In ancient China, people used liquorice to enhance love and lust. The smell appears to be particularly stimulating. Alan R Hirsch MD, neurological director of the Smell & Taste Treatment and Research Foundation in Chicago, conducted a study that looked at how different smells stimulated sexual arousal. He found that the smell of black liquorice increased the blood flow to the penis by 13 per cent. When combined with the smell of doughnuts, that jumped to 32 per cent. Mind you, Hirsch’s research also found that the smell of pumpkin pie stimulated blood flow to the genitals, which raises the question of how specific his findings are to the American context.
Chocolate contains phenylethylamine and raises serotonin levels, which is partly why it has a “feel-good” effect. Chocolate also contains anandamide, which binds to the same receptors in your brain that your natural endorphins normally occupy. This does not necessarily mean that chocolate will increase desire, but if it makes you feel good enough it might lower your inhibitions so that you are more receptive to certain loving suggestions.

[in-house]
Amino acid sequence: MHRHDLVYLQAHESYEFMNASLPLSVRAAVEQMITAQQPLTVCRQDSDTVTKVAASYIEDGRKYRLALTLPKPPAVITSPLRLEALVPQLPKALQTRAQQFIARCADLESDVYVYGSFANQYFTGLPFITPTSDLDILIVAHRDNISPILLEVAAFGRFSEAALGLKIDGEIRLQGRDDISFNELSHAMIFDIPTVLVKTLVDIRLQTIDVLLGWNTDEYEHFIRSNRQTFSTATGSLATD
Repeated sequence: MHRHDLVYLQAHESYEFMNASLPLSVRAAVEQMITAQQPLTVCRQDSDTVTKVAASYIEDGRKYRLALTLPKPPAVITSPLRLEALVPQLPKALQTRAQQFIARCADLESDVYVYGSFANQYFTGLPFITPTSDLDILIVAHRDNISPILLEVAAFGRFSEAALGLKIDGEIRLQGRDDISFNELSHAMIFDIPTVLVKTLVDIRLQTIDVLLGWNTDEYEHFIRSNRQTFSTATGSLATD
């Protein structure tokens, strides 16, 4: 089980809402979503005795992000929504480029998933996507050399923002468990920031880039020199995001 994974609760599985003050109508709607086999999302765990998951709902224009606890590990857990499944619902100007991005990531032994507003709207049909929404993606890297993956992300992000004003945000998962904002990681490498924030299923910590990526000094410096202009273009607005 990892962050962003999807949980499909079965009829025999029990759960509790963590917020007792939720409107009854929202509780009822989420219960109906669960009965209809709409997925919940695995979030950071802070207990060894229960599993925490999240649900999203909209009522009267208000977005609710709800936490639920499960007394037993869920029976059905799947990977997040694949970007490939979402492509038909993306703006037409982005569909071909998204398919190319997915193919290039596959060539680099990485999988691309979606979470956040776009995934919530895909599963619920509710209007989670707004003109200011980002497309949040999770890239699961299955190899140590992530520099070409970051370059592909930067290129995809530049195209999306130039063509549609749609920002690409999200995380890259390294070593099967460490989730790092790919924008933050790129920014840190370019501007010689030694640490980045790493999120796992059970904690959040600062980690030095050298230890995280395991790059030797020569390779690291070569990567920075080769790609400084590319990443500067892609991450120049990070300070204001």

Ginseng is an adaptogen (mentioned in this issue in the “Adaptogen alchemy” article) that improves overall wellbeing but also has specific benefits for sexual capacity. In a study published in the Annals of the New York Academy of Sciences Asian Ginseng was shown to improve ability to achieve erection and also enhance libido and “copulatory performance”.